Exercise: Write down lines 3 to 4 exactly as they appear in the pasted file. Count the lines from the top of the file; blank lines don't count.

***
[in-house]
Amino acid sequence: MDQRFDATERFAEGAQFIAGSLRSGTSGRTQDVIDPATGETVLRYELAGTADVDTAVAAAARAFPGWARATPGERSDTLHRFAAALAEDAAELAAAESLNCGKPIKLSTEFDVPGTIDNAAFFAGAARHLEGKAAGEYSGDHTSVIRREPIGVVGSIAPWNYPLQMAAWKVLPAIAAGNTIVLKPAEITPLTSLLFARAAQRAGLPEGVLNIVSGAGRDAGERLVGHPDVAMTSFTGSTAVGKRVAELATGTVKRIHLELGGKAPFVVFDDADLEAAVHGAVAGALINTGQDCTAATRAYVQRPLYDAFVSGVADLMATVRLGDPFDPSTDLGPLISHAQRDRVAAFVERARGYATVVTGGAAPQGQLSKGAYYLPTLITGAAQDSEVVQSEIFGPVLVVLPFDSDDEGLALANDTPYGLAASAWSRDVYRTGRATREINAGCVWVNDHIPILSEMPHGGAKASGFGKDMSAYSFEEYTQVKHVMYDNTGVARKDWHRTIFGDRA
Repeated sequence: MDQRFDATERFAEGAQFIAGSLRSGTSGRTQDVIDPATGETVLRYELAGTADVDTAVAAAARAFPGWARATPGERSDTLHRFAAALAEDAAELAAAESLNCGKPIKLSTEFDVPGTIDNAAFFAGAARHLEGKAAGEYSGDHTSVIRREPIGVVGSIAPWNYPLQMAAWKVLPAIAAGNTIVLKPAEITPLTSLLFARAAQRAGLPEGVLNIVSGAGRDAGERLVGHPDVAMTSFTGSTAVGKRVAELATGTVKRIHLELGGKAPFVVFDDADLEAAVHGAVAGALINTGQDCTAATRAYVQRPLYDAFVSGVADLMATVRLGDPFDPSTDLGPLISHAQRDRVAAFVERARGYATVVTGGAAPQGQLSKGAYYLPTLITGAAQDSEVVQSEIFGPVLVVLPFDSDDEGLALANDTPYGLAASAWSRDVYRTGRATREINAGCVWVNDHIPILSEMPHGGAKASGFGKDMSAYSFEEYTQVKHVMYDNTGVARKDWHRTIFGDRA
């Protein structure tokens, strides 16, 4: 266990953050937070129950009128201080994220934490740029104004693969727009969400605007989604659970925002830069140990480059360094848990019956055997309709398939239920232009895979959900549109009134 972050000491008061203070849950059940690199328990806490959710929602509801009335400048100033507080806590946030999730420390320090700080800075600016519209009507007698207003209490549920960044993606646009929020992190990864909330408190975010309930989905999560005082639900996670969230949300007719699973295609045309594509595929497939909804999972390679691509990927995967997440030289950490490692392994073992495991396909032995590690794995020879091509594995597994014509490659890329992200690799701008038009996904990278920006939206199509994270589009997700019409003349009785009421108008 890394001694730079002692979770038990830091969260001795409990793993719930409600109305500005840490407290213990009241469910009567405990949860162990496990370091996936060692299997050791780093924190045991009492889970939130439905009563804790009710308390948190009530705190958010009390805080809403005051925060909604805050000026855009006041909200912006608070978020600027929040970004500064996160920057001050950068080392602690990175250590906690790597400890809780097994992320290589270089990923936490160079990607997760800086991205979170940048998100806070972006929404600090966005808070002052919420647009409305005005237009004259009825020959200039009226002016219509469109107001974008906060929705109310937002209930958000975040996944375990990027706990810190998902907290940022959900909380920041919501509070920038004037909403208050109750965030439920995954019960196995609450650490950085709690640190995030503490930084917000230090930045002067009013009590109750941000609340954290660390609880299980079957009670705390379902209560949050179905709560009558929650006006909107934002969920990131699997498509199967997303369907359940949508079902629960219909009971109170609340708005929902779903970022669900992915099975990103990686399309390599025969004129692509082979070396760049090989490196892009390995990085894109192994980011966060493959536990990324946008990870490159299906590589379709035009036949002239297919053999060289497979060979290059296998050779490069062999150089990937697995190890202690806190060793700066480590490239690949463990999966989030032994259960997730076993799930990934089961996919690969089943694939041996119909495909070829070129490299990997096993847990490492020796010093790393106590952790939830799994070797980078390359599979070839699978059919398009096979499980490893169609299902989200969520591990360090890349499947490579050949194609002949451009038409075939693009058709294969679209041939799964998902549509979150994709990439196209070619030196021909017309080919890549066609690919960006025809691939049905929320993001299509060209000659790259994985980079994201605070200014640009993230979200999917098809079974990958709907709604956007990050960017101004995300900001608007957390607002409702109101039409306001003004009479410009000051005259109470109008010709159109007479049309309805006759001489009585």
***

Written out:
Repeated sequence: MDQRFDATERFAEGAQFIAGSLRSGTSGRTQDVIDPATGETVLRYELAGTADVDTAVAAAARAFPGWARATPGERSDTLHRFAAALAEDAAELAAAESLNCGKPIKLSTEFDVPGTIDNAAFFAGAARHLEGKAAGEYSGDHTSVIRREPIGVVGSIAPWNYPLQMAAWKVLPAIAAGNTIVLKPAEITPLTSLLFARAAQRAGLPEGVLNIVSGAGRDAGERLVGHPDVAMTSFTGSTAVGKRVAELATGTVKRIHLELGGKAPFVVFDDADLEAAVHGAVAGALINTGQDCTAATRAYVQRPLYDAFVSGVADLMATVRLGDPFDPSTDLGPLISHAQRDRVAAFVERARGYATVVTGGAAPQGQLSKGAYYLPTLITGAAQDSEVVQSEIFGPVLVVLPFDSDDEGLALANDTPYGLAASAWSRDVYRTGRATREINAGCVWVNDHIPILSEMPHGGAKASGFGKDMSAYSFEEYTQVKHVMYDNTGVARKDWHRTIFGDRA
């Protein structure tokens, strides 16, 4: 266990953050937070129950009128201080994220934490740029104004693969727009969400605007989604659970925002830069140990480059360094848990019956055997309709398939239920232009895979959900549109009134 972050000491008061203070849950059940690199328990806490959710929602509801009335400048100033507080806590946030999730420390320090700080800075600016519209009507007698207003209490549920960044993606646009929020992190990864909330408190975010309930989905999560005082639900996670969230949300007719699973295609045309594509595929497939909804999972390679691509990927995967997440030289950490490692392994073992495991396909032995590690794995020879091509594995597994014509490659890329992200690799701008038009996904990278920006939206199509994270589009997700019409003349009785009421108008 890394001694730079002692979770038990830091969260001795409990793993719930409600109305500005840490407290213990009241469910009567405990949860162990496990370091996936060692299997050791780093924190045991009492889970939130439905009563804790009710308390948190009530705190958010009390805080809403005051925060909604805050000026855009006041909200912006608070978020600027929040970004500064996160920057001050950068080392602690990175250590906690790597400890809780097994992320290589270089990923936490160079990607997760800086991205979170940048998100806070972006929404600090966005808070002052919420647009409305005005237009004259009825020959200039009226002016219509469109107001974008906060929705109310937002209930958000975040996944375990990027706990810190998902907290940022959900909380920041919501509070920038004037909403208050109750965030439920995954019960196995609450650490950085709690640190995030503490930084917000230090930045002067009013009590109750941000609340954290660390609880299980079957009670705390379902209560949050179905709560009558929650006006909107934002969920990131699997498509199967997303369907359940949508079902629960219909009971109170609340708005929902779903970022669900992915099975990103990686399309390599025969004129692509082979070396760049090989490196892009390995990085894109192994980011966060493959536990990324946008990870490159299906590589379709035009036949002239297919053999060289497979060979290059296998050779490069062999150089990937697995190890202690806190060793700066480590490239690949463990999966989030032994259960997730076993799930990934089961996919690969089943694939041996119909495909070829070129490299990997096993847990490492020796010093790393106590952790939830799994070797980078390359599979070839699978059919398009096979499980490893169609299902989200969520591990360090890349499947490579050949194609002949451009038409075939693009058709294969679209041939799964998902549509979150994709990439196209070619030196021909017309080919890549066609690919960006025809691939049905929320993001299509060209000659790259994985980079994201605070200014640009993230979200999917098809079974990958709907709604956007990050960017101004995300900001608007957390607002409702109101039409306001003004009479410009000051005259109470109008010709159109007479049309309805006759001489009585």